05/16/2009 05:12 am ET | Updated May 25, 2011

Peepoo Bag: A Waterless Sanitation Upgrade For Those In Need

In the developing world clean water and sanitation are very scarce. This is due to over population and lack of infrastructure and poses a serious health risk to the affected populations. In these parts of the world not only do they lack the infrastructure to attain clean water, they also lack the infrastructure needed to deal with all their waste, so they end up contaminating the little water they have. Around the world, one child dies every 15 seconds from to contaminated water. For them the saying "Don't piss where you drink" isn't a clever metaphor, it's a real life challenge.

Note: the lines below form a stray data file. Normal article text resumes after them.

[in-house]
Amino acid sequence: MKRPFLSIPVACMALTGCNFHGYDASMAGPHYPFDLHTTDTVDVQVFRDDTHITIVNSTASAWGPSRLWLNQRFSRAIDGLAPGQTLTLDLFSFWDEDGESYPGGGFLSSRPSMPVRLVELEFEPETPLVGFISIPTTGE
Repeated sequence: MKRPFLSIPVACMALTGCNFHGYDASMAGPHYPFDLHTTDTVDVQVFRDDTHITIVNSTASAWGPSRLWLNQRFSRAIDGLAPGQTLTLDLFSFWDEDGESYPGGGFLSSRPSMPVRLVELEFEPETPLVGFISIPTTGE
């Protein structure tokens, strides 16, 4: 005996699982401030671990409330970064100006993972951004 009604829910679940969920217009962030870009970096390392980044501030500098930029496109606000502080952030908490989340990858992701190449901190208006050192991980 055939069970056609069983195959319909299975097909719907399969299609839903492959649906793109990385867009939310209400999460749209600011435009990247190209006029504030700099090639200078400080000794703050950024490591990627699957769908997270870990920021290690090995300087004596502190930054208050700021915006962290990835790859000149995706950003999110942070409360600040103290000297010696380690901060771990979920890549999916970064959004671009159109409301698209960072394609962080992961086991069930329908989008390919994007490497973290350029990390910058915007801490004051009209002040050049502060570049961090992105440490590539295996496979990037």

The Peepoo bag is a long thin bag (14 x 38 cm) with a guaze liner, and coated on the inside by a thin film of Urea. Urea is the most common fertiliser in the world and is a non-hazardous chemical. When the urea comes into contact with faeces or urine, an enzymatic breakdown takes place into ammonia and carbonate, driven by enzymes which are naturally occurring in faeces. As the urea is broken down, the pH value of the material increases and hygienisation begins. Waste born pathogens (viruses, bacteria and parasites) are killed over a period of a couple hours to a few weeks.

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